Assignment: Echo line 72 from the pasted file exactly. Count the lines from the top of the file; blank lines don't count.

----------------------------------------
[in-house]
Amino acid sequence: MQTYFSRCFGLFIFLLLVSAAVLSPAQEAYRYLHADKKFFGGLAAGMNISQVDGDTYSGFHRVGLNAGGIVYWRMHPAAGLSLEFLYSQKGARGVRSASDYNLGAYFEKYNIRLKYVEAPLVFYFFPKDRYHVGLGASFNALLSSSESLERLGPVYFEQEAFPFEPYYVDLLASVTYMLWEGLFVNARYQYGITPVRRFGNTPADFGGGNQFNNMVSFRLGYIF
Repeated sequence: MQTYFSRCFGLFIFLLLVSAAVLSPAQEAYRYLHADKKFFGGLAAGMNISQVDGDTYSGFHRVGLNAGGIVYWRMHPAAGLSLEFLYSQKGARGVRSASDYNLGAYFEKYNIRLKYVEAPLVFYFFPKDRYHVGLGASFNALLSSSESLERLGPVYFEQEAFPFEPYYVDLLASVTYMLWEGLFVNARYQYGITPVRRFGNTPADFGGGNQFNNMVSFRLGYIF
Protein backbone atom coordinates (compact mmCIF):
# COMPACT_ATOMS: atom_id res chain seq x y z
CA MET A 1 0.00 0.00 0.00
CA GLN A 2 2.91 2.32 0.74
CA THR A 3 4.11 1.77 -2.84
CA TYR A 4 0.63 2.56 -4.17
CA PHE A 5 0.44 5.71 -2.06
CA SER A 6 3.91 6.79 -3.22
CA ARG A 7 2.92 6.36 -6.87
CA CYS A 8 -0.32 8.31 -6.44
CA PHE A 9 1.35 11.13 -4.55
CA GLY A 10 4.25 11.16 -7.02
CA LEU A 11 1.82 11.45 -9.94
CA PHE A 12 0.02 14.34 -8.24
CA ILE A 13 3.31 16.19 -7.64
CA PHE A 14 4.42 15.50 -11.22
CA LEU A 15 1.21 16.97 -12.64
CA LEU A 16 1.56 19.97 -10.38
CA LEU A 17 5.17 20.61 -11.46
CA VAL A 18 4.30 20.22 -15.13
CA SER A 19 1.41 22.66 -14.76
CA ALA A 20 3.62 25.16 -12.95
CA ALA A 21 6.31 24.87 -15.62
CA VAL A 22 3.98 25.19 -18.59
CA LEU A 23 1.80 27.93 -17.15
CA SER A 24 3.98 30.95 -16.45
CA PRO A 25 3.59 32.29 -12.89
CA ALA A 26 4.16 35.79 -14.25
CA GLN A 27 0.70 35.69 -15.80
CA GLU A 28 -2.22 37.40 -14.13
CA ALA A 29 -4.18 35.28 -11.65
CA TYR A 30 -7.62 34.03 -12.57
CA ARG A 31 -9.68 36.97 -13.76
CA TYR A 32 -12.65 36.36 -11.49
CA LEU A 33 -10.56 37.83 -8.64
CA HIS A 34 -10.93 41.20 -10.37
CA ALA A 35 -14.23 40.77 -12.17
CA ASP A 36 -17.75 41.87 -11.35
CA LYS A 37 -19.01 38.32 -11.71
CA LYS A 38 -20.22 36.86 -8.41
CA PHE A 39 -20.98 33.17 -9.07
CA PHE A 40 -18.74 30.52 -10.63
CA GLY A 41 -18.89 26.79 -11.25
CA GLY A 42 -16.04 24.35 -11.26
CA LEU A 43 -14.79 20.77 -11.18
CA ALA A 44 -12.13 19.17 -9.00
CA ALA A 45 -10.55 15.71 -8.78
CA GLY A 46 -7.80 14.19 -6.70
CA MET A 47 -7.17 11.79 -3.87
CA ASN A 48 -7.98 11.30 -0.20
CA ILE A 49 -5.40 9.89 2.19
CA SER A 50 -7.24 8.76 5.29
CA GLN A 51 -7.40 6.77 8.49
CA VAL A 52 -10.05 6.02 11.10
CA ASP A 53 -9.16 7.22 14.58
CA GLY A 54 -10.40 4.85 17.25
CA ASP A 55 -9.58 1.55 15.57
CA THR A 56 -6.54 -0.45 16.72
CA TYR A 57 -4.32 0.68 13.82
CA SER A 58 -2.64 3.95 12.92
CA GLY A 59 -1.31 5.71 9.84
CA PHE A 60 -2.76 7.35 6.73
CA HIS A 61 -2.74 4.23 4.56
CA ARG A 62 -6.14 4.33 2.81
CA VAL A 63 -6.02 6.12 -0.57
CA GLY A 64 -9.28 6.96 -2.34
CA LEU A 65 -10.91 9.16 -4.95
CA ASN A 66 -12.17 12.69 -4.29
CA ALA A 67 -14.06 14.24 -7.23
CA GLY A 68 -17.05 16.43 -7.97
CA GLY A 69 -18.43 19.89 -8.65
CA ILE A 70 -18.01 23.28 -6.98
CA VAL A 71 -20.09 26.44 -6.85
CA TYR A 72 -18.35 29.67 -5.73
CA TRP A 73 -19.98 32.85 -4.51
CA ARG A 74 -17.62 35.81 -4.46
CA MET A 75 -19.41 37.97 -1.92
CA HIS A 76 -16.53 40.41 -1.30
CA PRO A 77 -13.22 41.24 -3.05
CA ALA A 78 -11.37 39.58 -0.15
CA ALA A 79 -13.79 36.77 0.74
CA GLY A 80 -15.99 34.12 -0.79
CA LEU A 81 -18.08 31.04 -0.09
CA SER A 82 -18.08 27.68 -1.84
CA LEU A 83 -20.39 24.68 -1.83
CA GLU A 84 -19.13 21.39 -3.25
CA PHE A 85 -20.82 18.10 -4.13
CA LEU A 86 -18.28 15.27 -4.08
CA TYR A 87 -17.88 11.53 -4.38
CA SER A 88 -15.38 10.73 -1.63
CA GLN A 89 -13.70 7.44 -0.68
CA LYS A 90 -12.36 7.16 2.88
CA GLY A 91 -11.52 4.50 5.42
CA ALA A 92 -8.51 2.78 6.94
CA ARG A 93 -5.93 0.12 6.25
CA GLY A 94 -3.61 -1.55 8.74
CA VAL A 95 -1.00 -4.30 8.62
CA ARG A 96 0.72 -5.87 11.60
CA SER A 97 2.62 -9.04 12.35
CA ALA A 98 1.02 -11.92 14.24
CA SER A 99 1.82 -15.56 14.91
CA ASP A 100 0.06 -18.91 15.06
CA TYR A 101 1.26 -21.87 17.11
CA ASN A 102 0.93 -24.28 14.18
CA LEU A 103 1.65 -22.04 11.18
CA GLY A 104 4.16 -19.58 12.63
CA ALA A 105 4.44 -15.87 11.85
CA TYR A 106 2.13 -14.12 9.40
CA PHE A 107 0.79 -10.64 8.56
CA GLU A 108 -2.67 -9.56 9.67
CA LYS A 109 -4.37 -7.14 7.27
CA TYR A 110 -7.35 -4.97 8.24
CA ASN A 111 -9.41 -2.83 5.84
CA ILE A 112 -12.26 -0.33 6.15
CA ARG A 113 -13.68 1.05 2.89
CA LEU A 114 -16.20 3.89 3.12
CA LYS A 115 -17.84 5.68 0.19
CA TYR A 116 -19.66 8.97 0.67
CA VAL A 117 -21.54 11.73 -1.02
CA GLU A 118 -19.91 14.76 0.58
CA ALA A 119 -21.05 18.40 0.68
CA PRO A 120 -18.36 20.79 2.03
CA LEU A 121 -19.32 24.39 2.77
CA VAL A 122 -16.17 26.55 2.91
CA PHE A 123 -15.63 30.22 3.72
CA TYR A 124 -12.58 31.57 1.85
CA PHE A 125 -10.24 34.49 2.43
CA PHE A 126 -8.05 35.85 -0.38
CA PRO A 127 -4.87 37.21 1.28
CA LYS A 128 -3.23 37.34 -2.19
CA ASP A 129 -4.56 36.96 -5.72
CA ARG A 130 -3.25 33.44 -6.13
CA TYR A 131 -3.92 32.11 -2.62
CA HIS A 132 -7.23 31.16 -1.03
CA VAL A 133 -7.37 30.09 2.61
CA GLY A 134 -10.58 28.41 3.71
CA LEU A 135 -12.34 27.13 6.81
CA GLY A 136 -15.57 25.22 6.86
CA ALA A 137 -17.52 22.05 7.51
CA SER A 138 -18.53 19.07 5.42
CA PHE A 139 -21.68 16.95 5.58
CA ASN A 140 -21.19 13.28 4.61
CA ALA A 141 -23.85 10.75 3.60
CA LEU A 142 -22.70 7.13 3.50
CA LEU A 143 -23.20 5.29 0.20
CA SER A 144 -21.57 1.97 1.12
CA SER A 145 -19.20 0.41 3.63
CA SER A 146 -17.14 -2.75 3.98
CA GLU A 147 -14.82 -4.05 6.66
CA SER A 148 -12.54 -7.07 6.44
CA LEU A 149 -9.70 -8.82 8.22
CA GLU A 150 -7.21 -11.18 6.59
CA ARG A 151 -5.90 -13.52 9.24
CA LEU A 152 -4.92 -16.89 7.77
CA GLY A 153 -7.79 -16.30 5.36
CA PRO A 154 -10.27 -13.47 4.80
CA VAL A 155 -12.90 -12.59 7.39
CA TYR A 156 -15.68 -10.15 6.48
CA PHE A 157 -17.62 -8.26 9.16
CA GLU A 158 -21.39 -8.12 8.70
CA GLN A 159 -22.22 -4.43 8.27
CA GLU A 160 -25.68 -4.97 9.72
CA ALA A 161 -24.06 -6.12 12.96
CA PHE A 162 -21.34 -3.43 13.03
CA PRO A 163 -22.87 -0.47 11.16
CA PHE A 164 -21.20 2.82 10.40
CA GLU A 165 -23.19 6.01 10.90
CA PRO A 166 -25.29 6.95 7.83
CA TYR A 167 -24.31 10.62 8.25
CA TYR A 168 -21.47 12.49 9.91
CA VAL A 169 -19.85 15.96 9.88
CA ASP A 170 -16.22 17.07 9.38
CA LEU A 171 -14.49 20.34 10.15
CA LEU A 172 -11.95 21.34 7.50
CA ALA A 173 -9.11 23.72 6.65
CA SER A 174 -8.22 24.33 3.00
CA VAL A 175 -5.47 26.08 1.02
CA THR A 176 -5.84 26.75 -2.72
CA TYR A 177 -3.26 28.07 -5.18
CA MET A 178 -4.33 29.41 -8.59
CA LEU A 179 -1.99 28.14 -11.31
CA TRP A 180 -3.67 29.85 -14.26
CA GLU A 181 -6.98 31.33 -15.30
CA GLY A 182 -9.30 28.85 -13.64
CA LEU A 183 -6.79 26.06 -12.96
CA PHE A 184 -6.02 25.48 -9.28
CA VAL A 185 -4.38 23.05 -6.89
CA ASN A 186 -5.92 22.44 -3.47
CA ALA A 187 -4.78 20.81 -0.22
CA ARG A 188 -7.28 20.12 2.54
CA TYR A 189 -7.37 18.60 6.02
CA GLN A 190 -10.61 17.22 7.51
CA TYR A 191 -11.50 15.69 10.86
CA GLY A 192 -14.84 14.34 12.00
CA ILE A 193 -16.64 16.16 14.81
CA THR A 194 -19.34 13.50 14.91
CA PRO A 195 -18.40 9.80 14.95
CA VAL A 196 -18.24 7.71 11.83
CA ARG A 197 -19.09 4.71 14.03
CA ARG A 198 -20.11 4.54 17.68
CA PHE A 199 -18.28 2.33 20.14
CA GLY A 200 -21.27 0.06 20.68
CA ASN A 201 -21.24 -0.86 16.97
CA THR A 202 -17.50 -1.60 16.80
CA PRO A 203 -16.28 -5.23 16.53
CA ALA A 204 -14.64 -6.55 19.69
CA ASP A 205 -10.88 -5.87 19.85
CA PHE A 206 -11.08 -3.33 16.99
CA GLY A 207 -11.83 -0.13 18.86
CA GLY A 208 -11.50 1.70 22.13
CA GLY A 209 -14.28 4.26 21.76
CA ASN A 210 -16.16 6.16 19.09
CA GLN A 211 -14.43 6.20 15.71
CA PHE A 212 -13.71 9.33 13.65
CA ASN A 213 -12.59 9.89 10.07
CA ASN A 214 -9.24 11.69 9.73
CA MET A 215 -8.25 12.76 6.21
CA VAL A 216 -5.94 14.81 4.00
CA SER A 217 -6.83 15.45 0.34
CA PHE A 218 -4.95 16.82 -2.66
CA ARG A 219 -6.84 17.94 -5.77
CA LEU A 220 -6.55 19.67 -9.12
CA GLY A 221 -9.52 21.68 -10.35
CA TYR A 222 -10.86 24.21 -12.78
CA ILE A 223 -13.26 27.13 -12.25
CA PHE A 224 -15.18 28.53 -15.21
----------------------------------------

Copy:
CA ALA A 67 -14.06 14.24 -7.23